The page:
22. Developments in Southeast Asia have been virtually ignored in Soviet propaganda, and there is no sense of gloating. But Cambodian developments have probably caught Soviets off guard, and created a dilemma since they have maintained their Embassy in Phnom Penh. In this connection, we note surprise visit by Firyubin to Hanoi and Vientiane this week on what is probably mission to inform Soviet leadership [Page 527] what future holds for them. Obviously, Soviets will pay careful attention to Congressional outcome, if only as indicators of strength of executive and mood of this country. They cannot be pleased at prospect of return of Sihanouk, who told AFP today that China is Cambodia’s best friend.

23. In general, a degree of Soviet irritability with us is not surprising, in view of the buffeting their détente line has taken and particularly since they may be grappling with their own leadership problems. They are clearly trying to show that Brezhnev is operating normally again, and will continue to do so through the U.S. and CSCE summits. We have no new evidence of leadership instability but still think it likely that succession question has been opened and may have to be resolved before the Party Congress.

24. Our sense of present Soviet attitude is that they are watching us unusually closely and are particularly sensitive to any indication that we are not living up to past promises. Obviously, they are well served in dealing with us and the Congress by taking a stance of the injured party. But the top leaders surely have a genuine concern about whether the U.S. side can sustain a policy of détente.

25. We expect that over the coming weeks and, indeed, for the balance of the year, the Soviets will be probing us more sharply, and weighing more carefully their overall attitude toward us. Specifically, we should be prepared for: serious problems if we do not produce a CSCE summit by July; increased trouble-making on the Middle East, particularly on the PLO; perhaps mild pressures on Berlin issues; and growing pressure on the administration to show it is able, or at least willing, to produce a turnaround on trade legislation.

26. More basically, whatever the fluctuations in style and tone, we think it unlikely that the Soviets have changed their overall perception of their interests. Even if their more ambitious expectations concerning economic and technological cooperation have had to be lowered, they must know that a broadly positive relationship with us is essential. After all, their economic problem, China, Eastern Europe and the other factors that led to the decisions of 1971 have not significantly changed. This is not to say that they could not change: major blows to the U.S. position in Southeast Asia and the Eastern and Western Mediterranean, the likely disenchantment of China with us that this might entail, domestically immobilized U.S. administration, failure or frustration on CSCE, SALT, PNE’s and other negotiating projects with which Brezhnev is identified, economic disruption and hence political turbulence in the industrialized world (not to mention the outbreak of a new Middle East war)—all this and more could represent such fundamental change in the world environment that even the inert Soviet leaders would be bound to take notice to see what historic opportunities beckoned. This [Page 528] merely goes to show that U.S.-Soviet relations do not occur in a vacuum and that a “détente” that is in our interest cannot be isolated from the rest of our policies. For now, however, whatever the evidence of Soviet irritation and brittleness, we do not see a sea change in Soviet conduct.7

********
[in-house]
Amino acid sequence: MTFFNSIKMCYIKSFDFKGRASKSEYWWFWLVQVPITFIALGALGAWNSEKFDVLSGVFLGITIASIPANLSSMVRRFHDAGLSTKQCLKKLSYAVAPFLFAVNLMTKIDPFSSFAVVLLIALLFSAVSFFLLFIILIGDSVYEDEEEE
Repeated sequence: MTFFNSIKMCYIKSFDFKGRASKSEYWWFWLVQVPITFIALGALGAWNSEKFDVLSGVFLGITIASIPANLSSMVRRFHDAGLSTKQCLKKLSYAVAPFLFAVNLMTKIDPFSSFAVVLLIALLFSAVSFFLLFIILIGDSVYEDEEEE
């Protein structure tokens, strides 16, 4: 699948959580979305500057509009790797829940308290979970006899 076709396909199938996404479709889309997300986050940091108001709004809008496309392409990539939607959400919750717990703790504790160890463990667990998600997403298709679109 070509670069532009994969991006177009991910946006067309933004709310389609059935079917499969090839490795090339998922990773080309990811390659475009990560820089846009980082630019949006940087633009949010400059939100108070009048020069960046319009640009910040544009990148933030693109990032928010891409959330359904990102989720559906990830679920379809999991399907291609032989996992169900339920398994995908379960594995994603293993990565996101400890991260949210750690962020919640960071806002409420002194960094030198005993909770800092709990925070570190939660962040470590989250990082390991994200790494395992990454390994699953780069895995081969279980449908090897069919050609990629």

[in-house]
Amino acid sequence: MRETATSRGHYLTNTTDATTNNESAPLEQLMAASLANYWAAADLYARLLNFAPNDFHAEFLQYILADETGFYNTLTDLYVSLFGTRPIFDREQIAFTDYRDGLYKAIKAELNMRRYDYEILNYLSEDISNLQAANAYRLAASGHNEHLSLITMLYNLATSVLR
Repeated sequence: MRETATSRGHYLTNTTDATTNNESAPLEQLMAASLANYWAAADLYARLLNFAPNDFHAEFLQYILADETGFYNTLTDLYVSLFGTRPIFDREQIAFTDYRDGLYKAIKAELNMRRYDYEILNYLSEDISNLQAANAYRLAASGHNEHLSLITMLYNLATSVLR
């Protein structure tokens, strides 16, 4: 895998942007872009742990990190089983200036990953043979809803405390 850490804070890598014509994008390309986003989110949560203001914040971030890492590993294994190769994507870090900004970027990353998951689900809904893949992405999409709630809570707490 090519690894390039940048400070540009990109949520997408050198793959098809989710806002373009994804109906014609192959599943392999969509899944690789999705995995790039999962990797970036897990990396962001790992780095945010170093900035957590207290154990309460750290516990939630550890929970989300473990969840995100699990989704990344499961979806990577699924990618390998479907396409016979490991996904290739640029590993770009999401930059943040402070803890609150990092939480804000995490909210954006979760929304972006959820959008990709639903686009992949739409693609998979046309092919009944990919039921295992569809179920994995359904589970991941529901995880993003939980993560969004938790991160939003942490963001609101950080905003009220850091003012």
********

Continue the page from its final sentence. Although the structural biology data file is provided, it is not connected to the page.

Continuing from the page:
1. Source: National Archives, RG 59, Lot File 81D286, Records of the Office of the Counselor, Box 5, Soviet Union, January–March 1975. Secret; Nodis; Immediate. Drafted by Sonnenfeldt and Hyland and approved by Sonnenfeldt. Kissinger was in the Middle East March 8–23 conducting “shuttle diplomacy” in Egypt, Syria, Israel, Jordan, and Saudi Arabia.
  2. This reference is in error. In telegram Secto 178/428 (not Secto 187) from Jerusalem, March 12, Sisco passed the following instructions to Sonnenfeldt and Hyland: “Secretary would like your analysis of recent Soviet moves and your judgment as to whether these amount to a pattern. Secretary mentioned in particular: the tone of Soviet reply on CSCE; the absence of a reply to his offer to meet with Gromyko; their sending their Geneva PermRep Vinogradov around the Middle East without prior notice or discussion with us; and the reply on SALT. Believe you should also have a look at Soviet press treatment in general as well as in particular to the Middle East.” (Ibid.)
  3. See Document 135 and footnote 3 thereto.
  4. Document 133.
  5. On March 5, Izvestia published an interview with Vladimir S. Alkhimov, Soviet Deputy Minister of Foreign Trade, who had recently returned from a meeting in New York of the Executive Committee of the U.S.–USSR Trade and Economic Council. The Embassy in Moscow reported on the interview in telegram 2996, March 6. (National Archives, RG 59, Central Foreign Policy Files) For the condensed English text, see Current Digest of the Soviet Press, Vol. XXVII, No. 9 (March 26, 1975), p. 7.
  6. March 10.
  7. In telegram Tosec 802/62810 to Kissinger in Jerusalem, March 20, Sonnenfeldt and Hyland stated that their previous assessment of Soviet-American relations “may have been somewhat optimistic. While we think our basic analysis is sound, we may underestimate the adverse impact of an accumulation of actual and potential problems and incidents, some of which have come to light even since we sent you our assessment.” The two men then cited a series of recent developments, including those related to Portugal, SALT, CSCE, and the Middle East. (National Archives, RG 59, Entry 5339, Records of the Office of the Counselor, Box 5, Soviet Union, January–March 1975)